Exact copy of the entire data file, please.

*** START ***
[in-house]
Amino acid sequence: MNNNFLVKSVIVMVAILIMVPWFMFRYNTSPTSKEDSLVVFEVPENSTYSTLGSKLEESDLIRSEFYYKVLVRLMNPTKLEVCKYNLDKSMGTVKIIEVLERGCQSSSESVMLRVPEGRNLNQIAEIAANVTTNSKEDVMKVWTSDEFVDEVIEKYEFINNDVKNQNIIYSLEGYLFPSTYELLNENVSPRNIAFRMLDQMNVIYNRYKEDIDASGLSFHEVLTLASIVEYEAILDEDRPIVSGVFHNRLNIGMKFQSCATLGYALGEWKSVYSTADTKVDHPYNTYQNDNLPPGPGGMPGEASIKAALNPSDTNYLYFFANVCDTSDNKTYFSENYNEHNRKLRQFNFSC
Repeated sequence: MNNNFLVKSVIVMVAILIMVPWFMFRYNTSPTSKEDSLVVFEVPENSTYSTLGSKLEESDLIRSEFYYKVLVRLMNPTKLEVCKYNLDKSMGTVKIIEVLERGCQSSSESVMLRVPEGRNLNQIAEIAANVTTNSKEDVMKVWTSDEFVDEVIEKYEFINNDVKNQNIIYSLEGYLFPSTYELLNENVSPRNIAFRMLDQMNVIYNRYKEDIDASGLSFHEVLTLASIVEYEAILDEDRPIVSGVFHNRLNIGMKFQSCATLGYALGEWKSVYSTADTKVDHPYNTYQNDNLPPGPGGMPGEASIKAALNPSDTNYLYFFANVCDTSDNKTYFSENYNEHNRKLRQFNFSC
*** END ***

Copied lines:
[in-house]
Amino acid sequence: MNNNFLVKSVIVMVAILIMVPWFMFRYNTSPTSKEDSLVVFEVPENSTYSTLGSKLEESDLIRSEFYYKVLVRLMNPTKLEVCKYNLDKSMGTVKIIEVLERGCQSSSESVMLRVPEGRNLNQIAEIAANVTTNSKEDVMKVWTSDEFVDEVIEKYEFINNDVKNQNIIYSLEGYLFPSTYELLNENVSPRNIAFRMLDQMNVIYNRYKEDIDASGLSFHEVLTLASIVEYEAILDEDRPIVSGVFHNRLNIGMKFQSCATLGYALGEWKSVYSTADTKVDHPYNTYQNDNLPPGPGGMPGEASIKAALNPSDTNYLYFFANVCDTSDNKTYFSENYNEHNRKLRQFNFSC
Repeated sequence: MNNNFLVKSVIVMVAILIMVPWFMFRYNTSPTSKEDSLVVFEVPENSTYSTLGSKLEESDLIRSEFYYKVLVRLMNPTKLEVCKYNLDKSMGTVKIIEVLERGCQSSSESVMLRVPEGRNLNQIAEIAANVTTNSKEDVMKVWTSDEFVDEVIEKYEFINNDVKNQNIIYSLEGYLFPSTYELLNENVSPRNIAFRMLDQMNVIYNRYKEDIDASGLSFHEVLTLASIVEYEAILDEDRPIVSGVFHNRLNIGMKFQSCATLGYALGEWKSVYSTADTKVDHPYNTYQNDNLPPGPGGMPGEASIKAALNPSDTNYLYFFANVCDTSDNKTYFSENYNEHNRKLRQFNFSC